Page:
3¢ Violet, gray violet
Subject: George Washington
Printing Method: Rotary Press (see below)
Perforations: 11 x 10
Scott #: 541
Issued: June 14, 1919
$5 - $10
No postmark with gum (MH)
$8 - $15
Full perfect gum, no postmark
no trace of stamp hinge mark (MNH)
$25 - $35
#541 was issued with the following plate #'s
9107-10, 33-36, 43-46
First day of issue cover, June 14th, 1919
The bureau had a large quantity of defective rotary coil stamp rolls, which whilst would have been thrown away as waste, were deemed salvageable. They were no good to be fed into the rotary coil perforator but if they were perforated horizontally on the sheet perforated they could be salvaged. The rotary coil perforator was set at perf 10 and the sheet perforator was set at perf 11 The plate size for sidewise (horizontal orientation) printed stamps was 170 subjects. For stamps printed endwise (vertical orientation) printed stamps was 150 subjects.
Feeding the coils of already perforated stamps through the sheet perforator was not easy, as rotary coil stamps curl slightly. This meant that many of the stamps are poorly centered, being either too high or too low on the stamp.
There was no type III, all the plates used were type II
A complete sheet of #541 (170 stamps)
As the curved plates of the Rotary press made the stamps slightly larger it is relatively easy to discern which stamp is flat plate and which is a rotary press stamp. First select any perf Washington Franklin stamp or the first issue Washington Franklin 1 cent or 2 cent. These are the stamps with the numbers one and two spelt out, instead of numbers being displayed. I chose the latter alternative as shown in the first image above.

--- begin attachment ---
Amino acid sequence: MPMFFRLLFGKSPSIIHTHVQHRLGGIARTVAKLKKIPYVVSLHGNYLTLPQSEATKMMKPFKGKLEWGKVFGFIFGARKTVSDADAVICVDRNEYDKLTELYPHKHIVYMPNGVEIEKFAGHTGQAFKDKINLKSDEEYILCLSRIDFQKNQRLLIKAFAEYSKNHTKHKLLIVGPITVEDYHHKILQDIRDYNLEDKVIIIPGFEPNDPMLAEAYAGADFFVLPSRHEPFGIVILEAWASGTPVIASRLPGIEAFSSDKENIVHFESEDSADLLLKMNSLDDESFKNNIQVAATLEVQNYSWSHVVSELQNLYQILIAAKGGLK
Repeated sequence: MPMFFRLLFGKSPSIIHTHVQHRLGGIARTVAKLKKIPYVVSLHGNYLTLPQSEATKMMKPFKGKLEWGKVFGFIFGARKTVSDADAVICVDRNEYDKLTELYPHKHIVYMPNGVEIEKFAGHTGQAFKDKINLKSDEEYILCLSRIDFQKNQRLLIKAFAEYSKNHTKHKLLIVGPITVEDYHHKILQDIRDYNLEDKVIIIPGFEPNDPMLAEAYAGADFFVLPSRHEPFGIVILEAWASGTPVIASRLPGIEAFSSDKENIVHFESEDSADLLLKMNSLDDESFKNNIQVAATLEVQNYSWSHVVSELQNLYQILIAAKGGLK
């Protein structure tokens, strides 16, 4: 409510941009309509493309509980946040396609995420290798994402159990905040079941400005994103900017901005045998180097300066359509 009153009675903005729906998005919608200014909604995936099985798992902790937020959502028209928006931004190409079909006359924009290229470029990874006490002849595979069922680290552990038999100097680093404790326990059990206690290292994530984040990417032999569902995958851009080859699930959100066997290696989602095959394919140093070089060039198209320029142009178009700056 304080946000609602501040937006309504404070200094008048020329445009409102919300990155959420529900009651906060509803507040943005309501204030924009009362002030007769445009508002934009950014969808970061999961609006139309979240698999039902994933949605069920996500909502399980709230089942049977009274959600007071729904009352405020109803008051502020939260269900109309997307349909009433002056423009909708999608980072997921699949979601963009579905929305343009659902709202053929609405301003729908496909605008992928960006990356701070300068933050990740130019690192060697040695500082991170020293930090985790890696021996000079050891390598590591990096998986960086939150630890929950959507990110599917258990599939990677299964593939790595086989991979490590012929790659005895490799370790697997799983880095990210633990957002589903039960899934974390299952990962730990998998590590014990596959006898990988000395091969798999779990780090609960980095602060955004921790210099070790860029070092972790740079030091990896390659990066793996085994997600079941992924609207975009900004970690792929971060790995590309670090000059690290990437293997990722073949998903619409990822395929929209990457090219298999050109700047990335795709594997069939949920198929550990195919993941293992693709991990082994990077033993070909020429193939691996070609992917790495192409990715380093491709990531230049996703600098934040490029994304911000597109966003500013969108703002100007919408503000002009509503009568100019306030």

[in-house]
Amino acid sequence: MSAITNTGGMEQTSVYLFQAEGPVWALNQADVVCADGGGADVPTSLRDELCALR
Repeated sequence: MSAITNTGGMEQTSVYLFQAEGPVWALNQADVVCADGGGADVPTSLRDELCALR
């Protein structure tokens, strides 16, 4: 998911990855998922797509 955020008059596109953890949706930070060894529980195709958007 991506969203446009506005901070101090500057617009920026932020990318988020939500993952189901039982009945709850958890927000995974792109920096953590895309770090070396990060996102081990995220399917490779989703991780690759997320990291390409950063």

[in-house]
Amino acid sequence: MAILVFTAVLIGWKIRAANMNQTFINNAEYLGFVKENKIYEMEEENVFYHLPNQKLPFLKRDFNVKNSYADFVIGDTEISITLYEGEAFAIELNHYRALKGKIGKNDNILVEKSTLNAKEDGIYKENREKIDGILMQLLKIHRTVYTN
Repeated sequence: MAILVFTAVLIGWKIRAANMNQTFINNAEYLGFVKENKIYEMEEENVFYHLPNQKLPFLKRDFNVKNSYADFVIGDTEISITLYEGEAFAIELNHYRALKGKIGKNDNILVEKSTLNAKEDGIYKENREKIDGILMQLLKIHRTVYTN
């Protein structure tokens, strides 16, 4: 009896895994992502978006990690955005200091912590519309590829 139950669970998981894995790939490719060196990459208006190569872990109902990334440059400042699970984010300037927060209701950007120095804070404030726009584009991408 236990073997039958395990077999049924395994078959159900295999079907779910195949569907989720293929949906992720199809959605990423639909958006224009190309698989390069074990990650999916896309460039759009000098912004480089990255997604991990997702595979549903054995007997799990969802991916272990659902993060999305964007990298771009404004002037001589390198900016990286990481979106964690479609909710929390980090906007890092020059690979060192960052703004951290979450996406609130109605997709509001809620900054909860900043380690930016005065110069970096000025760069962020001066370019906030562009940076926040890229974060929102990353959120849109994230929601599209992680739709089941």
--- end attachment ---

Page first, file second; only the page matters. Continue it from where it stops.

Then cut out squares at each corner. As shown in the second image above. Placing the stamp you wish to test under your cut out stamp you can see if the frame lines match. If, as in the last image shown above the frame lines are outside the top stamp in either the top, bottom or sides then you have a rotary stamp. If the lines are in the same place, as shown in the third image, you have a flat plate stamp.
This test works with any value stamp.
The image above is a perfect example of the reverse of a flat plate stamp. The flecks of carmine ink on the reverse can be found on flat plate and are very rare on rotary press stamps. The cause of the flecks of carmine ink is that during the flat plate process the sheets were placed on top of each other before the ink had a chance to dry properly.